hibit. The people who wish to assist,
if they desire may address for further in
formation the secretary of the board,
Mr. E. C. Maston.
All specimens should be carefully
packed. Local immigration societies or
other organizations, or individuals, who
may have printed matter for distribu
tion, descriptive of their Bection are re
quested to send a supply witn their ex
hibits, for distribution at St. Paul.
We need immigration to Oregon, and
here is an excellent opportunity to make
known our resources and we hope that
the people will give their co-operation.
All exhibits must be in Portland on
August 22d for the car leaves there on
August 23d. ' . .'
Address all exhibits, "Samples for ex
hibition'.' for The Pacific Northwest Im
MAIER & BENTON
167 Second Street, oppo
site A. M. Williams & Co.
migration 'Board, Portland, Oregon.
Without the words "samples for exhibi
tion" the package will not, be carried
free on the S. P. R. R.
froeram for Hand Concert.
The program for tomorrow's concert,
which will commence at 5 o'clock, is as
1. March "Uen. Anthony Wayne" Adler
2. Sacred Overture "Celestial" Prcndiville
3. Song and Dance " Lizzie" Caaey
4. Cornet Dnett "Short and Sweet". T. V. Short
Peterson and Benton.
5. Waltz "asueno Seductor" Rosa
a. Overture "Jollv Minstrel" Brookg
7. Serenade "Eventide" Ripley
8. Medley "Sounds from the South".. Isenman
9. March "Senegambia" Voclker
WHERE TO DINE SUNDAY.
Sunday Dinner at the Clarendon Res
taurant, 87 Seeona street.
t hicken Broth.
Chicken Salad au Mayonnaise.
Baked Chinook Salmon, a la Allemande.
Boiled Chicken, Oyster Sauce.
Chicken a la Espagnole.
Chicken Liver and Wings, a la Jardeniere.
Fillet of Beef, a la Bordelaise.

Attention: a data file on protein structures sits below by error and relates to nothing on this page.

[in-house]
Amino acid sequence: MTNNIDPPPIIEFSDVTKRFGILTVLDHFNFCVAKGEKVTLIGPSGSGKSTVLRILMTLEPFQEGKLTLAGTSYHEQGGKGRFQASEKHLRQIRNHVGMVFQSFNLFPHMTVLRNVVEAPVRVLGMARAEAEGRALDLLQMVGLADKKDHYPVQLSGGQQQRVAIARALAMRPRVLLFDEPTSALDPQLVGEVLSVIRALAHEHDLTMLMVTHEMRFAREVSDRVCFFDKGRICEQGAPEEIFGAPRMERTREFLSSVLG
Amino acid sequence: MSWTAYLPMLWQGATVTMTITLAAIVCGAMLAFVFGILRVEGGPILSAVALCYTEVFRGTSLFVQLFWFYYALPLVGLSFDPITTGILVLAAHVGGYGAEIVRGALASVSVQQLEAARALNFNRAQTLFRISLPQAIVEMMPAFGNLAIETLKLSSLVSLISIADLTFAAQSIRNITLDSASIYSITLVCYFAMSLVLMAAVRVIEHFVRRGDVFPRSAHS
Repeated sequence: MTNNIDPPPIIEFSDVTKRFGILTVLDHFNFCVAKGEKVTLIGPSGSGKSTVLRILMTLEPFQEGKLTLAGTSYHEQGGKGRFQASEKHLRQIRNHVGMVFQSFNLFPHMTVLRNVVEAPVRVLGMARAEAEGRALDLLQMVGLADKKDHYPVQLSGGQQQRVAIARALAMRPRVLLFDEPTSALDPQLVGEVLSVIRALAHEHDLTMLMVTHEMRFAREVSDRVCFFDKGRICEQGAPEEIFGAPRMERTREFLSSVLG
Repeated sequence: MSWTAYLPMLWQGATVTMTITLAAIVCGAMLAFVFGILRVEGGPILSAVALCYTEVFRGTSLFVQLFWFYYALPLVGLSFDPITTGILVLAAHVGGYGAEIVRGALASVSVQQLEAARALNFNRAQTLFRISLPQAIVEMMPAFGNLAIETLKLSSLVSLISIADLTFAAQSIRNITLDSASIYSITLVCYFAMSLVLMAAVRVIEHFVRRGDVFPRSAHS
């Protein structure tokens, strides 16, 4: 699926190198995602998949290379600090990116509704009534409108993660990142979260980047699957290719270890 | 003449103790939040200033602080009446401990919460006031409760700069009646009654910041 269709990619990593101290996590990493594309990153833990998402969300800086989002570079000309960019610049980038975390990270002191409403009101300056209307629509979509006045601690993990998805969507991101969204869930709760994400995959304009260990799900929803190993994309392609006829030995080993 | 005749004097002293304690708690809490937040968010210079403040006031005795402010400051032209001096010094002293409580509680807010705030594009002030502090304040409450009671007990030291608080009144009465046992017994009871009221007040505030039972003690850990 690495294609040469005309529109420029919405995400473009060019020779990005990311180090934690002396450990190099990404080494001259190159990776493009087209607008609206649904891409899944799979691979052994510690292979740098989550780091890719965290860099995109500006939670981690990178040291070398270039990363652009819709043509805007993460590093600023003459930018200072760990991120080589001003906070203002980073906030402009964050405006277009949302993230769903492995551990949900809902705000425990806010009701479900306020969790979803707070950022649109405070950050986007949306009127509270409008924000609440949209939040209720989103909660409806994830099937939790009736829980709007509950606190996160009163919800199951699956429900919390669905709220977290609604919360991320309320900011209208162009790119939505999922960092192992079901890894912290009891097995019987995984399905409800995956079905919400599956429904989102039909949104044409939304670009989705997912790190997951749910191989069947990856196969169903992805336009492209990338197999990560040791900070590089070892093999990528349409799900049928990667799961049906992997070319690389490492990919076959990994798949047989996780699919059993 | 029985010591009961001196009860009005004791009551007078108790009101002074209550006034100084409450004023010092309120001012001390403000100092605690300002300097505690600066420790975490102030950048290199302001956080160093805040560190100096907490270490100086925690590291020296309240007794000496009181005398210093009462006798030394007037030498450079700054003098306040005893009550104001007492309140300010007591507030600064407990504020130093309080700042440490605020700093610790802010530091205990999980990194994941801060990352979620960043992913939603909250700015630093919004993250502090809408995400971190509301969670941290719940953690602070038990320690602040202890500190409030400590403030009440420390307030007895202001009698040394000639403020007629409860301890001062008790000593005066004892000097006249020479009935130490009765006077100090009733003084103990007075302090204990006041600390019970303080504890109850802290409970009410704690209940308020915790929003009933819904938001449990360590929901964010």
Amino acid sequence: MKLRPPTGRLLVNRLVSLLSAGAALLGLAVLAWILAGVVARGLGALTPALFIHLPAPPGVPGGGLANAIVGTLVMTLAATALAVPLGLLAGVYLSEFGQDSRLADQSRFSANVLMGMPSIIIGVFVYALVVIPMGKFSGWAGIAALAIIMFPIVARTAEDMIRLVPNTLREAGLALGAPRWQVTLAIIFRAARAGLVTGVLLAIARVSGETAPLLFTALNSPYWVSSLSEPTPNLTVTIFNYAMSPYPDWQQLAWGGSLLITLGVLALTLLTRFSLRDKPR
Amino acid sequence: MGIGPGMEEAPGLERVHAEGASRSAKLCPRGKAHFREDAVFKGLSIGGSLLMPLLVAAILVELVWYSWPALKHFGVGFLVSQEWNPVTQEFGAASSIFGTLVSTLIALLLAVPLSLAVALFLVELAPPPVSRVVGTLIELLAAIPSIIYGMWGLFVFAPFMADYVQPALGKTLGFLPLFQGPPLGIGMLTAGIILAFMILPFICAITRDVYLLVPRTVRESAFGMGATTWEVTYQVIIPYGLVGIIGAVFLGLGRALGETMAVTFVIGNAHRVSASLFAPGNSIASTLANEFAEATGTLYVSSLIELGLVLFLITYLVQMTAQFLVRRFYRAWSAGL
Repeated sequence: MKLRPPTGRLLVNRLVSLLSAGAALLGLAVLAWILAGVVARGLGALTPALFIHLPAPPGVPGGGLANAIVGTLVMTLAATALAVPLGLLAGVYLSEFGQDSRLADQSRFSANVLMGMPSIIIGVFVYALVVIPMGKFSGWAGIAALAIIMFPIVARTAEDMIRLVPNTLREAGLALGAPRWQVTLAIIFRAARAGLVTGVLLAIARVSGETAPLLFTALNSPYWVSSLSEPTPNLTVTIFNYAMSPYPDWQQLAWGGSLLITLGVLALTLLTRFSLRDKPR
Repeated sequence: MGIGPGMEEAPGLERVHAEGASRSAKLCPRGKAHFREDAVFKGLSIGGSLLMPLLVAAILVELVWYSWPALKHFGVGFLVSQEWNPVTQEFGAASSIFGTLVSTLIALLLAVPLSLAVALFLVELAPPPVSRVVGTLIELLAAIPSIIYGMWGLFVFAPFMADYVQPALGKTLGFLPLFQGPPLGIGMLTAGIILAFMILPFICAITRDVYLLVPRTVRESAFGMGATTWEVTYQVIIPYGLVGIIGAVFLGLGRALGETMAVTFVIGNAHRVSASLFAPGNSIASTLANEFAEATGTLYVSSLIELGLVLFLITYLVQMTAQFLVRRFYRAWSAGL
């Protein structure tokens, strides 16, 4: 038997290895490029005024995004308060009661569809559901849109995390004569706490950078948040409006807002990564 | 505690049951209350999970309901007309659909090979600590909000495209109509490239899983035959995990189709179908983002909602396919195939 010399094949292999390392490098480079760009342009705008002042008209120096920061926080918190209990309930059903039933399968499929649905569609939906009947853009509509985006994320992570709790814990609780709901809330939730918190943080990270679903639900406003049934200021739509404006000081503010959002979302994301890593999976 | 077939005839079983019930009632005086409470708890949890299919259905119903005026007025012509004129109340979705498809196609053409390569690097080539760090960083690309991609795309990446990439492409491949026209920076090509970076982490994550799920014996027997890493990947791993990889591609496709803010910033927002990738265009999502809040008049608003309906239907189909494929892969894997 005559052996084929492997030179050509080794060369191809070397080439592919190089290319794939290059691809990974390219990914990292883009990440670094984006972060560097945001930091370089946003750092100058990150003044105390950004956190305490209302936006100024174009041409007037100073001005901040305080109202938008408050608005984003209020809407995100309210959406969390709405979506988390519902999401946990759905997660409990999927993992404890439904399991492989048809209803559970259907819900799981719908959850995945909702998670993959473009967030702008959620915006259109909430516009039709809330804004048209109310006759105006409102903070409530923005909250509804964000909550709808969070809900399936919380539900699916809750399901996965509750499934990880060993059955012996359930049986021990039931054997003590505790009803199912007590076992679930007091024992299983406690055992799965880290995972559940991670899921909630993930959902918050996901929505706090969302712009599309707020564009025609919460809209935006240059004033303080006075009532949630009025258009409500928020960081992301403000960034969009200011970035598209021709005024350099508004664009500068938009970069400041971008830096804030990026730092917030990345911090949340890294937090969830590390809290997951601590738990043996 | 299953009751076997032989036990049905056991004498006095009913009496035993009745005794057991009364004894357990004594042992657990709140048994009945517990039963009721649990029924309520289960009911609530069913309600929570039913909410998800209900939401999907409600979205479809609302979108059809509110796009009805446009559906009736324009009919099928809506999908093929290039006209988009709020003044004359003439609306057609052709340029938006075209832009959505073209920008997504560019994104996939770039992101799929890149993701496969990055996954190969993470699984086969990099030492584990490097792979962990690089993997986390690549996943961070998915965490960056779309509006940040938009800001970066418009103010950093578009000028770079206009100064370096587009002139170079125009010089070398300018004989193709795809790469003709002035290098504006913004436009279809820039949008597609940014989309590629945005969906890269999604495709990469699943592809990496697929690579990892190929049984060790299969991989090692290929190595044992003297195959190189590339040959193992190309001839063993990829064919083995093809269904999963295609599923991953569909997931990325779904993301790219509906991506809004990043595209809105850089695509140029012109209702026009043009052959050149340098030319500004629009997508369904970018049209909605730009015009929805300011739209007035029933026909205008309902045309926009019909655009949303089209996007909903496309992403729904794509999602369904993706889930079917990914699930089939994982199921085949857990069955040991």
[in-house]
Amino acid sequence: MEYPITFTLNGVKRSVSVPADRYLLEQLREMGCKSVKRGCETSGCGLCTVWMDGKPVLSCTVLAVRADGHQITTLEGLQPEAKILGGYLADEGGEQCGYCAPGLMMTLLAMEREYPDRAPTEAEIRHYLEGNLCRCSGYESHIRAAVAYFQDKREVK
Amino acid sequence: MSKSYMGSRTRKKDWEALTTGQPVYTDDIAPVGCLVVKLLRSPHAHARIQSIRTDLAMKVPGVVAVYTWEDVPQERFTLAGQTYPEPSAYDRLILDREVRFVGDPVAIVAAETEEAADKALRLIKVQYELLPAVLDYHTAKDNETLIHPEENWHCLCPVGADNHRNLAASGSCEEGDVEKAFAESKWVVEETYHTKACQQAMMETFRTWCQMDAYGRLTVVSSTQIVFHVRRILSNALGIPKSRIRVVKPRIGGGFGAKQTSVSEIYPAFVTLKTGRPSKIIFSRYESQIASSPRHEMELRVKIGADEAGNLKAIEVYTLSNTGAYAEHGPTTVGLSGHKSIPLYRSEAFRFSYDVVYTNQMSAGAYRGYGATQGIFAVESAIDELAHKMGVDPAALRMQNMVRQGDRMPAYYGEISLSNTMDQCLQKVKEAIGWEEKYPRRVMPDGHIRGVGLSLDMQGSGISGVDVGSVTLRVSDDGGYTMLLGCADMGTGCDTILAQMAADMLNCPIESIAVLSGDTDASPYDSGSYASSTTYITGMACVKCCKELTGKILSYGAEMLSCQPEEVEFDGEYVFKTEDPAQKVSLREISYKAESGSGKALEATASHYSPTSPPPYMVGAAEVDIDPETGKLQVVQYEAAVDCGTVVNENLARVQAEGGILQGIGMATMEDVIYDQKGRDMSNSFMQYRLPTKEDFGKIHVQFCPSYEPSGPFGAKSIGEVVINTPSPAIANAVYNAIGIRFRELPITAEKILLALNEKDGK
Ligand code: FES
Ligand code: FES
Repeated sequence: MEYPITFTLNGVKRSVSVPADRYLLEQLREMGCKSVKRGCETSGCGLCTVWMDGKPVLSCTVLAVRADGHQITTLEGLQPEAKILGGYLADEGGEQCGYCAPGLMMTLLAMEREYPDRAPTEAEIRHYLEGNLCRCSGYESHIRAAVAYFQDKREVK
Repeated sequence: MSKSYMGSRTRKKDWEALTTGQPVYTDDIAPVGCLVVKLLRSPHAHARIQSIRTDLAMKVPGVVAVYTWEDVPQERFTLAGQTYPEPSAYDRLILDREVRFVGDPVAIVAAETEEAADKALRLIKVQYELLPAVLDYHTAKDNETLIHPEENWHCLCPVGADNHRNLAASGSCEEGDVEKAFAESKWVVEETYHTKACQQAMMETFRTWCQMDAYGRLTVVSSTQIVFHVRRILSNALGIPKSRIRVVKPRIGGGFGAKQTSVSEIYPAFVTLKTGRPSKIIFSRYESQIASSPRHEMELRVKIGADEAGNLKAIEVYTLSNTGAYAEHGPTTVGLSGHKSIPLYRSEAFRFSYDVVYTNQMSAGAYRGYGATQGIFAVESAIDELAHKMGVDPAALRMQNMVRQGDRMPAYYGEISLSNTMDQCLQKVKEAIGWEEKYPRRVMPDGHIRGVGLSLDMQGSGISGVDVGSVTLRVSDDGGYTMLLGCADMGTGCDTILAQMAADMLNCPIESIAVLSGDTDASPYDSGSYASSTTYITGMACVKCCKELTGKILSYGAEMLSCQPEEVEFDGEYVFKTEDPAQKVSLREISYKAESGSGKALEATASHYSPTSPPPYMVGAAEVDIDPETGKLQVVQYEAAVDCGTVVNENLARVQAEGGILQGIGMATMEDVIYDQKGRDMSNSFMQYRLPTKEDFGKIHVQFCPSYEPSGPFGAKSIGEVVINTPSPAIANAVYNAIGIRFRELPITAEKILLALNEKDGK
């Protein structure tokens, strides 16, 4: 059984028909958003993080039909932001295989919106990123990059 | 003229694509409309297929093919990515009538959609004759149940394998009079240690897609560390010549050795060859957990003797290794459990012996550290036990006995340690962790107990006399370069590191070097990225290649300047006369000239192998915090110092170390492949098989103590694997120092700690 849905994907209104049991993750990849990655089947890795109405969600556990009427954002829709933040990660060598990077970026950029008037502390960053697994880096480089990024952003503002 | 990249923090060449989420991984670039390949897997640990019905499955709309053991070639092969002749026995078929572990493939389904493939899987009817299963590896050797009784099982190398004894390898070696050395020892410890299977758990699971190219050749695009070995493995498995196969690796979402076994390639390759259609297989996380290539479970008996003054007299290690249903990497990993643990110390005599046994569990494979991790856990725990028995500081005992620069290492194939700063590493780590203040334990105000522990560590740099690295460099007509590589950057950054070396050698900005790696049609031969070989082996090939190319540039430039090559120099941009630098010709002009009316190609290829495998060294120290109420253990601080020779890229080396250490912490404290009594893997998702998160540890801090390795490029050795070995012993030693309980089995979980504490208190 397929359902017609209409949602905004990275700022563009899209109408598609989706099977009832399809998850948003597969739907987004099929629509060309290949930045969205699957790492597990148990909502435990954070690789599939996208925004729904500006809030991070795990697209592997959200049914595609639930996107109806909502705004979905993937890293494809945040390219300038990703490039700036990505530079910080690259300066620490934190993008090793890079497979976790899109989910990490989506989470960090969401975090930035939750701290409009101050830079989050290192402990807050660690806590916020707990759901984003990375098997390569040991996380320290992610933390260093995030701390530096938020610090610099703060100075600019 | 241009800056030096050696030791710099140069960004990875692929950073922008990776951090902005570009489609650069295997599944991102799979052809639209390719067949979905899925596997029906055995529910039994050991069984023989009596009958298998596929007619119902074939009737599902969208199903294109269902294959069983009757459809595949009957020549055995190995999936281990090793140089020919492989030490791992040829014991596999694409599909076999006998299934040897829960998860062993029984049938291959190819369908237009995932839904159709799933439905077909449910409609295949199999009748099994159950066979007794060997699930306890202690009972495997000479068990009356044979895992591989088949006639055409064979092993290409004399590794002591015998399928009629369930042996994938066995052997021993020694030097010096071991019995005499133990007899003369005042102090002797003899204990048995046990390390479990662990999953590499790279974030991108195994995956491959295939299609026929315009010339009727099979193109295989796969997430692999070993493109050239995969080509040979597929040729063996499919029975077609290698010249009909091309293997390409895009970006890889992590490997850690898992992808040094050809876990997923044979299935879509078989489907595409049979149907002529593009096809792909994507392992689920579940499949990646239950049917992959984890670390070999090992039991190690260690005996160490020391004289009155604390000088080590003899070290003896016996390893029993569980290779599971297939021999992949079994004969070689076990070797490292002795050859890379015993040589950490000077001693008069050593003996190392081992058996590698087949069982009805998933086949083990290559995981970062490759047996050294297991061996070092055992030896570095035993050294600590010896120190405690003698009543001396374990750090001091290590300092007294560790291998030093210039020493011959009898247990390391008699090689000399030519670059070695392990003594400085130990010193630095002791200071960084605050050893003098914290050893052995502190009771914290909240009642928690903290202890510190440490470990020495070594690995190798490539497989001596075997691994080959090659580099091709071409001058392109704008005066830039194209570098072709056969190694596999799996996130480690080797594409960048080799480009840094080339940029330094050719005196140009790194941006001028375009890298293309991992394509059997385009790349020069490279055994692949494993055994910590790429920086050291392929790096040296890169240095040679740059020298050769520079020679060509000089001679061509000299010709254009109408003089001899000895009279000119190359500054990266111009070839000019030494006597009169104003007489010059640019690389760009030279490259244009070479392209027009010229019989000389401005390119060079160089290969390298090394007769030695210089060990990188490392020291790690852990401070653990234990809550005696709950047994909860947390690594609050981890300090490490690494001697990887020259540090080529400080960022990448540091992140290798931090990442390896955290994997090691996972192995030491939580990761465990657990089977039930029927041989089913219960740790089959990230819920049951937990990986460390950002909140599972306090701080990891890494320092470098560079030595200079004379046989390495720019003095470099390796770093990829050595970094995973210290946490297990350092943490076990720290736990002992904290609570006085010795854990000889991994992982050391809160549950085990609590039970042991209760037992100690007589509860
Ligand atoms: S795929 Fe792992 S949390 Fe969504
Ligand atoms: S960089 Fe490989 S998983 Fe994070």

Oyster Patties, a la Bicliamel.
Jelly Tartlets. Pancakes, a la Celestine.
Prime Ribs of Beef, au Jus.
Jjeg of Lninb rith Slint Sauce.
Spring Chicken with Dressing.
Egg Plant fried in Batter.
Corn on Cob.
Lemon Cream and Blackberry Pie.
Chocolate Ice Cream.
Nuts and Raisins.
In this city, August 1st, to the wife of
Lon Stevens, a daughter.
No more BOILS, no more PIMPLES
Use Kinersly's Iron Tonic. The Snipes
Kinersly Drug Co. Telephone No. 3.
for This Ckkokici.b and get
Highest Honors World's Fair,
Gold Medal, Midwinter Fair.
Most Perfect Made. .
40 Years the Standard. "
"Would rather have nice bright Tinware, than heavy
granite or enameled ware, if it did not rust. This has at
last been overcome, and we have a line of Tinware that will
We fully Guarantee our Anti-Rust tinware not to rust,
and will replace with new any article that does free of
charge to our customers.
eep Oac the Flies.
Now in Stock. New Styles and Low'Prices.
Odd Sizes made to order on Short Notice.
JOS. T. PETERS & CO
When yog rot to bay
Seed Wheat, Feed Wheat,
Rolled Barley, Whole Barley,
Oats, Rye, Bran, Shorts,
Or anything n the Feed Line, go to the
WASCO : WAREHOUSE,
Our prices are low and our goods are firet-class.
Agents for the celebrated WAISTBURG "PEFRLESS" FLOUR.
Higheet cash price paid for WHEAT. OATS and BARLEY.
Again in business at the old stand. I would be pleased to
see all my former patrons. Free delivery to any part of town.
Jacobson Book & Music Co.
and Harry Liebe
have moved to New Vogt Block.
PAINTS, OILS AND GLASS.
And the Most Complete and Latest Patterns and Designs in
WALL PAPER. WALL PAPER.
PRACTICAL PAINTER ana PAPER HANGER. None but the beet brands
of J. W. MASTJRY'S PAINTS used in all our work, and none but the
most skilled workmen employed. Agents for Masury Liquid Paints. No chem
ical combination or soap mixture. A first-class article in all color.s. All orders
promptly attended to.
Store and Paint Shoo corner Third and Washington Sts.. ' The Dalles. 0reoi
RUPERT & GABEL,
Wholesale and retail manufacturers and dealers in
Harness, Saddles, Bridles, Collars,
TENTS and WAGON COVERS..
REPAIRING PROMPTLY DONE.
Successor to Chrisznan & Corson.
'' FULL LINE OF
STAPLE and FANCY GROCERIES.
Adjoining E. J. Collins & Co.'s store.